Jimmy Fortune: Sings the Classics

I remember standing backstage one night at one of the Country Music awards shows many years ago and as I watched rehearsals I looked over to my right and found a future Country Music Hall of Famer standing beside me – Jimmy Fortune, member of the legendary Statler Brothers,

He had stepped out of the studio from where they were filming their popular top-rated TV show as best I recall. We stood and passed the time and began a friendship that continues. I was excited to hear he has just completed an all-new recording, Jimmy Fortune: Sings the Classics. The album, which will be available April 21, features collaborations with some of my other longtime friends Ricky Skaggs, The Isaacs and also the Voices of Lee. The Gaither Music Group project will be available at music retailers everywhere, along with Cracker Barrel Old Country Store® locations nationwide.

“This project is very special and dear to my heart,” said Jimmy Fortune. “A lot of hard work and thought went into picking each song, songs that shaped my life. I love them all and I think anyone who hears it will feel the same way.”

Known for his unmistakable tenor voice that has captivated audiences since his 21-year tenure with The Statler Brothers, Fortune puts a new twist on some of his old favorites on the upcoming album. Jimmy Fortune: Sings the Classics features 14 new studio recordings of classic songs that have all left their mark in music history.

Standout tracks on the project include the classic Hank Cochran-penned “Make the World Go Away,” which has been recorded over the years by some of music’s greatest voices including Ray Price, Eddy Arnold and Donny & Marie Osmond. Another highlight is the country classic “Take Me Home, Country Roads,” which is one of the most well-known songs in the history of the genre. Paying homage to his Statler Brothers’ heritage, the project also features a new recording of the signature Grammy® Award-winning hit “Flowers on the Wall,” a tune which Fortune knows well, as it was the first major hit for the iconic quartet.

The past year has been a career-defining time for Fortune, who was honored by the Academy of Country Music at the 10th Annual ACM Honors with the “Cliffie Stone Pioneer Award” for his incredible contribution to country music, along with each member of The Statler Brothers. The Gospel Music Hall of Fame hit maker also received his first GMA Dove Award for “Bluegrass Recorded Song of the Year” for the track “Life’s Railway to Heaven” featuring The Oak Ridge Boys and found on his previous critically-acclaimed album, Hits & Hymns (Gaither Music Group). The ACM Award-winner will be hitting the road in 2017 in support of the upcoming album, with a 40-plus city tour where fans can hear him sing No. 1 Statler Brothers’ hits such as “Elizabeth,” gospel favorites, and classics featured on his upcoming album. Fans who want an up-close and personal experience can set sail with Fortune on the 14th Annual Jimmy Fortune Alaskan Cruise, set for departure this July.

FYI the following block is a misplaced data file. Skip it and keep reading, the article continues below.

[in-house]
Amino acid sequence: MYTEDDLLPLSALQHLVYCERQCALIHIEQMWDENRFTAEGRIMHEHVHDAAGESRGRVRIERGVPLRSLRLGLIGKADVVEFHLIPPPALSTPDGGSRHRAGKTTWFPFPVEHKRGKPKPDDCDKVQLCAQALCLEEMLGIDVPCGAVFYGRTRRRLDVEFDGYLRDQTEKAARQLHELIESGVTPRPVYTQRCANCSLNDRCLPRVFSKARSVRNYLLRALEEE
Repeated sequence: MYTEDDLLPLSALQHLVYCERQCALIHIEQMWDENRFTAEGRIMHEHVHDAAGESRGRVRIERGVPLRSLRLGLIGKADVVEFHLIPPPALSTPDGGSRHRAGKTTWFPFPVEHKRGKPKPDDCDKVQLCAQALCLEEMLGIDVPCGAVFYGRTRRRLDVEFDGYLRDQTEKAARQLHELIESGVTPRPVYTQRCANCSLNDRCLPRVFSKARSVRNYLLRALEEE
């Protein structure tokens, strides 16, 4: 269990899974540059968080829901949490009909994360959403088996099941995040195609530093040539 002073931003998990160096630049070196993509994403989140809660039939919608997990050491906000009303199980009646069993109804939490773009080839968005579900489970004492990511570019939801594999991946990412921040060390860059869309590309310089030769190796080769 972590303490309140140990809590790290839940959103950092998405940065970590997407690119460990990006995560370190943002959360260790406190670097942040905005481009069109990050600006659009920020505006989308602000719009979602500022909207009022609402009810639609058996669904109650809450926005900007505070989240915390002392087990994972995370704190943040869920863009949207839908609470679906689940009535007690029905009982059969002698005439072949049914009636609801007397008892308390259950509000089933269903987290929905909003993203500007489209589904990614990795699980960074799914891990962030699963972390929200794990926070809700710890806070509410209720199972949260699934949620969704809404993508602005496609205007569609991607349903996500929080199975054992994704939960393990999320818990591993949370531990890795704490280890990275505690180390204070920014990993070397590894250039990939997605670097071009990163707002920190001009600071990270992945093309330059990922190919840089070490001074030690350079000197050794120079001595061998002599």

Jimmy Fortune: Sings the Classics will be featured as part of a special television offer on DISH TV, DIRECTV, Gaither Television Network, TBN, RFD-TV, FamilyNet, CTN, GMC, GMTN, Guardian, Liberty, TCT and TLN. It will air in Canada on Vision TV, CTS, The Miracle Channel, and Hope TV.

The recording will be exclusively distributed by Capitol Christian Distribution and Universal Music. It will be available throughout general market stores and the Christian marketplace and through online retailers including iTunes, Amazon, Walmart.com, crackerbarrel.com and www.gaither.com.

For further information regarding Jimmy Fortune, visit www.jimmyfortune.com or follow www.facebook.com/jimmyfortune.

Randall Franks performs in honor of Fiddlin’ John Carson


Georgia’s Fiddlin’ John Carson contribution to country music as first recording star continues to be honored.

From left Randy Smith, Dan Daniel, Yvonne Smith, Pete Hatfield and Rick Smith perform in honor of Fiddlin’ John Carson.

Randall Franks joined Georgia artists at Sylvester Cemetery in Atlanta, Ga. recognizing the 149th Birthday of Country Music’s first recording star Fiddlin’ John Carson by playing his first hit “Little Ole Log Cabin in the Lane.”  The performance organized by the Atlanta Country Music Hall of Fame reunited Franks with musician Randy Smith who joined Franks as he produced a recording featuring TV icon Carroll O’Connor in 1990. Ken Starr was presented the Fiddlin’ John Carson Award at the event.

Randall Franks, Yvonne and Randy Smith pause in front of the Carson family monument in Atlanta’s Sylvester Cemetery.

Come as you are


If there is a place where folks come as they are these days, it’s on social media and often it does not reflect our best. Have you ever wondered what happened to dressin’ up when you go to town or when placing yourself in an environment to be seen such as online? When I was growing up in Chamblee, Ga. we would often make the trek to town.

In our case, town would either be downtown Atlanta or Decatur. Whether we were out for a day of lookin’ and feelin’ at Rich’s department store or a trip to Starne’s Barber Shop for a shave and a haircut on the square in Decatur, when we walked out our front door, we looked our very best.

Notice how I said “lookin’ and feelin’” rather than shopping. That is what women folks would do with youngsters in tow. They would look and feel, only occasionally would the trip bear fruit with something being bought. In those days, many folks, like us, didn’t have air conditioning at home. A trip to the store on a hot summer day was a welcome relief.